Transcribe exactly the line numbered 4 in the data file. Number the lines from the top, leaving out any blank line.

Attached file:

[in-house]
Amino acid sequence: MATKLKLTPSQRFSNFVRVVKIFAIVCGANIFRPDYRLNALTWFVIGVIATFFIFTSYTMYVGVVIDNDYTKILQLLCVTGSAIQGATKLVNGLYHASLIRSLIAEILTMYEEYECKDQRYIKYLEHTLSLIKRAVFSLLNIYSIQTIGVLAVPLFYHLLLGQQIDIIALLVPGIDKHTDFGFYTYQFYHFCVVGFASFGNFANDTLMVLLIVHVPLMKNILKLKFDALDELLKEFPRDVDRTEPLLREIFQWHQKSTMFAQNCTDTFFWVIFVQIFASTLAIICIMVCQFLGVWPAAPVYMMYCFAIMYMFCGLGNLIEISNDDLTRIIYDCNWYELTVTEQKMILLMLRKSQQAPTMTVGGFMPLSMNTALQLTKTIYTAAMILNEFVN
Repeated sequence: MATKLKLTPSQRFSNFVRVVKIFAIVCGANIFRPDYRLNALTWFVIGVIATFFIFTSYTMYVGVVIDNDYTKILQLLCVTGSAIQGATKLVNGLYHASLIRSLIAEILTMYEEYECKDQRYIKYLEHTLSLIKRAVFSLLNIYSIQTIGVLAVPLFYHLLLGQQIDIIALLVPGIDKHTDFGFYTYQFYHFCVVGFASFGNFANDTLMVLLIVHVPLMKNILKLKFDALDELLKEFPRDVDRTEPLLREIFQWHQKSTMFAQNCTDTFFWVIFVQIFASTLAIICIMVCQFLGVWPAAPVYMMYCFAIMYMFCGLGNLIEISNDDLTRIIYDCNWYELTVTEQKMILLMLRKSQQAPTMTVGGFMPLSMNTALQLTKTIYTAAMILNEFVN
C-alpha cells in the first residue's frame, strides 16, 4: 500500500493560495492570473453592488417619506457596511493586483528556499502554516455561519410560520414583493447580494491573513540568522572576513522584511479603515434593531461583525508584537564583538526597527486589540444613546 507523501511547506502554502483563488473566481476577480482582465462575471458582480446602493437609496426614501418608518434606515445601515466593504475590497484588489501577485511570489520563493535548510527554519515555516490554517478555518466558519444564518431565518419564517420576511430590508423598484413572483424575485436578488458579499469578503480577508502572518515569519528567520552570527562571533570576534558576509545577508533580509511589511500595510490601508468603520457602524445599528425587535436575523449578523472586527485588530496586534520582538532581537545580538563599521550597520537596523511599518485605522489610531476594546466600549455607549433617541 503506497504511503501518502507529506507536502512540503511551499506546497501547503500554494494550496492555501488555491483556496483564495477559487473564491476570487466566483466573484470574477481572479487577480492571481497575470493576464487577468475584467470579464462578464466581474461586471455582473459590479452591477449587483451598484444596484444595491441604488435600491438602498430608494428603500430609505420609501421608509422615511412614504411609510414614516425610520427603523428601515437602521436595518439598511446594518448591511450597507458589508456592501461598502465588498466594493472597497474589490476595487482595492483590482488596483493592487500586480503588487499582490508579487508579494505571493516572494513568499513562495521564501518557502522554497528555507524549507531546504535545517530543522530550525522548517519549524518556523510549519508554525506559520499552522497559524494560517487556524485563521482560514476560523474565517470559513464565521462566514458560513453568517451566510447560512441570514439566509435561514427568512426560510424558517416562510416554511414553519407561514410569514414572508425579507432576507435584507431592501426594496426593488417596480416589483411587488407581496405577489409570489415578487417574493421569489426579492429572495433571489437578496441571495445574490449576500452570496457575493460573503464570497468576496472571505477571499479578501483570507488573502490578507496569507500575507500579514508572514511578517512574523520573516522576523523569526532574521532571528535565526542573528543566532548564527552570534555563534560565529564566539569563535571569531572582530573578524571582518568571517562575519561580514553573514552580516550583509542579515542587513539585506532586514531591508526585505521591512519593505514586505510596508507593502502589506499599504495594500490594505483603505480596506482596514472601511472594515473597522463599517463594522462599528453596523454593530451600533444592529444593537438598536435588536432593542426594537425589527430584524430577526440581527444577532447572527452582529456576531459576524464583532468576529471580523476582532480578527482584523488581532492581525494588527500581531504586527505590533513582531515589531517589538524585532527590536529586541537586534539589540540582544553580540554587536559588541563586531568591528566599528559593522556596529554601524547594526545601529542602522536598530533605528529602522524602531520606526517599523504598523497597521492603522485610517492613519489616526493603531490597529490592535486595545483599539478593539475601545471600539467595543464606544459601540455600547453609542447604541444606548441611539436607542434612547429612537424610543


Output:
C-alpha cells in the first residue's frame, strides 16, 4: 500500500493560495492570473453592488417619506457596511493586483528556499502554516455561519410560520414583493447580494491573513540568522572576513522584511479603515434593531461583525508584537564583538526597527486589540444613546 507523501511547506502554502483563488473566481476577480482582465462575471458582480446602493437609496426614501418608518434606515445601515466593504475590497484588489501577485511570489520563493535548510527554519515555516490554517478555518466558519444564518431565518419564517420576511430590508423598484413572483424575485436578488458579499469578503480577508502572518515569519528567520552570527562571533570576534558576509545577508533580509511589511500595510490601508468603520457602524445599528425587535436575523449578523472586527485588530496586534520582538532581537545580538563599521550597520537596523511599518485605522489610531476594546466600549455607549433617541 503506497504511503501518502507529506507536502512540503511551499506546497501547503500554494494550496492555501488555491483556496483564495477559487473564491476570487466566483466573484470574477481572479487577480492571481497575470493576464487577468475584467470579464462578464466581474461586471455582473459590479452591477449587483451598484444596484444595491441604488435600491438602498430608494428603500430609505420609501421608509422615511412614504411609510414614516425610520427603523428601515437602521436595518439598511446594518448591511450597507458589508456592501461598502465588498466594493472597497474589490476595487482595492483590482488596483493592487500586480503588487499582490508579487508579494505571493516572494513568499513562495521564501518557502522554497528555507524549507531546504535545517530543522530550525522548517519549524518556523510549519508554525506559520499552522497559524494560517487556524485563521482560514476560523474565517470559513464565521462566514458560513453568517451566510447560512441570514439566509435561514427568512426560510424558517416562510416554511414553519407561514410569514414572508425579507432576507435584507431592501426594496426593488417596480416589483411587488407581496405577489409570489415578487417574493421569489426579492429572495433571489437578496441571495445574490449576500452570496457575493460573503464570497468576496472571505477571499479578501483570507488573502490578507496569507500575507500579514508572514511578517512574523520573516522576523523569526532574521532571528535565526542573528543566532548564527552570534555563534560565529564566539569563535571569531572582530573578524571582518568571517562575519561580514553573514552580516550583509542579515542587513539585506532586514531591508526585505521591512519593505514586505510596508507593502502589506499599504495594500490594505483603505480596506482596514472601511472594515473597522463599517463594522462599528453596523454593530451600533444592529444593537438598536435588536432593542426594537425589527430584524430577526440581527444577532447572527452582529456576531459576524464583532468576529471580523476582532480578527482584523488581532492581525494588527500581531504586527505590533513582531515589531517589538524585532527590536529586541537586534539589540540582544553580540554587536559588541563586531568591528566599528559593522556596529554601524547594526545601529542602522536598530533605528529602522524602531520606526517599523504598523497597521492603522485610517492613519489616526493603531490597529490592535486595545483599539478593539475601545471600539467595543464606544459601540455600547453609542447604541444606548441611539436607542434612547429612537424610543